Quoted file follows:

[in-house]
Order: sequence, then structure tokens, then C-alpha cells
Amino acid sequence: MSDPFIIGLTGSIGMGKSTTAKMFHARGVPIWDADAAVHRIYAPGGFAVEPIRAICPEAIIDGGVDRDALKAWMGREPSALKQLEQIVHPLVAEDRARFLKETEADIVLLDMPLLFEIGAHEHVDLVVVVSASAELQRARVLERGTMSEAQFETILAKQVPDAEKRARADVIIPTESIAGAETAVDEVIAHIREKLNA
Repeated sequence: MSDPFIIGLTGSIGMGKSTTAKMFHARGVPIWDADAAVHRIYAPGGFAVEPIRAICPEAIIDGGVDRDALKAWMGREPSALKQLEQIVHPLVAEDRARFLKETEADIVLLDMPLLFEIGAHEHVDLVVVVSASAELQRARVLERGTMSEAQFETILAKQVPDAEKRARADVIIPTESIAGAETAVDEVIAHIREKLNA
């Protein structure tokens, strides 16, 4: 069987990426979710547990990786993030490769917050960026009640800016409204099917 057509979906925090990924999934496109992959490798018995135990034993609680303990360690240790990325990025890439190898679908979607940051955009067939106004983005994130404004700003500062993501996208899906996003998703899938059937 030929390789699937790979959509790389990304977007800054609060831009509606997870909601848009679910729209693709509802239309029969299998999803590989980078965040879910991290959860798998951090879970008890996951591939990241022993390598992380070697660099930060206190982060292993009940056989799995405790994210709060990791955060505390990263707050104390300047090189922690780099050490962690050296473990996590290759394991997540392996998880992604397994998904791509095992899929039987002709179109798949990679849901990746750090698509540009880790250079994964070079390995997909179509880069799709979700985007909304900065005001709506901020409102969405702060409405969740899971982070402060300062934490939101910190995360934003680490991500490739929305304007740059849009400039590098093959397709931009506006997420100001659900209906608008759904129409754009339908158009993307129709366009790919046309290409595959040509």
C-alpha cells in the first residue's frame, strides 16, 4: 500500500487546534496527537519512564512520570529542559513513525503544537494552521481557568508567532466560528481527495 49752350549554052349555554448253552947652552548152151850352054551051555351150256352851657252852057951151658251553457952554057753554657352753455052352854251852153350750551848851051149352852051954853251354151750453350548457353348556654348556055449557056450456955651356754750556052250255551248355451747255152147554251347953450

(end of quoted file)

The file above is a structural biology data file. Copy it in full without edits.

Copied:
[in-house]
Order: sequence, then structure tokens, then C-alpha cells
Amino acid sequence: MSDPFIIGLTGSIGMGKSTTAKMFHARGVPIWDADAAVHRIYAPGGFAVEPIRAICPEAIIDGGVDRDALKAWMGREPSALKQLEQIVHPLVAEDRARFLKETEADIVLLDMPLLFEIGAHEHVDLVVVVSASAELQRARVLERGTMSEAQFETILAKQVPDAEKRARADVIIPTESIAGAETAVDEVIAHIREKLNA
Repeated sequence: MSDPFIIGLTGSIGMGKSTTAKMFHARGVPIWDADAAVHRIYAPGGFAVEPIRAICPEAIIDGGVDRDALKAWMGREPSALKQLEQIVHPLVAEDRARFLKETEADIVLLDMPLLFEIGAHEHVDLVVVVSASAELQRARVLERGTMSEAQFETILAKQVPDAEKRARADVIIPTESIAGAETAVDEVIAHIREKLNA
């Protein structure tokens, strides 16, 4: 069987990426979710547990990786993030490769917050960026009640800016409204099917 057509979906925090990924999934496109992959490798018995135990034993609680303990360690240790990325990025890439190898679908979607940051955009067939106004983005994130404004700003500062993501996208899906996003998703899938059937 030929390789699937790979959509790389990304977007800054609060831009509606997870909601848009679910729209693709509802239309029969299998999803590989980078965040879910991290959860798998951090879970008890996951591939990241022993390598992380070697660099930060206190982060292993009940056989799995405790994210709060990791955060505390990263707050104390300047090189922690780099050490962690050296473990996590290759394991997540392996998880992604397994998904791509095992899929039987002709179109798949990679849901990746750090698509540009880790250079994964070079390995997909179509880069799709979700985007909304900065005001709506901020409102969405702060409405969740899971982070402060300062934490939101910190995360934003680490991500490739929305304007740059849009400039590098093959397709931009506006997420100001659900209906608008759904129409754009339908158009993307129709366009790919046309290409595959040509």
C-alpha cells in the first residue's frame, strides 16, 4: 500500500487546534496527537519512564512520570529542559513513525503544537494552521481557568508567532466560528481527495 49752350549554052349555554448253552947652552548152151850352054551051555351150256352851657252852057951151658251553457952554057753554657352753455052352854251852153350750551848851051149352852051954853251354151750453350548457353348556654348556055449557056450456955651356754750556052250255551248355451747255152147554251347953450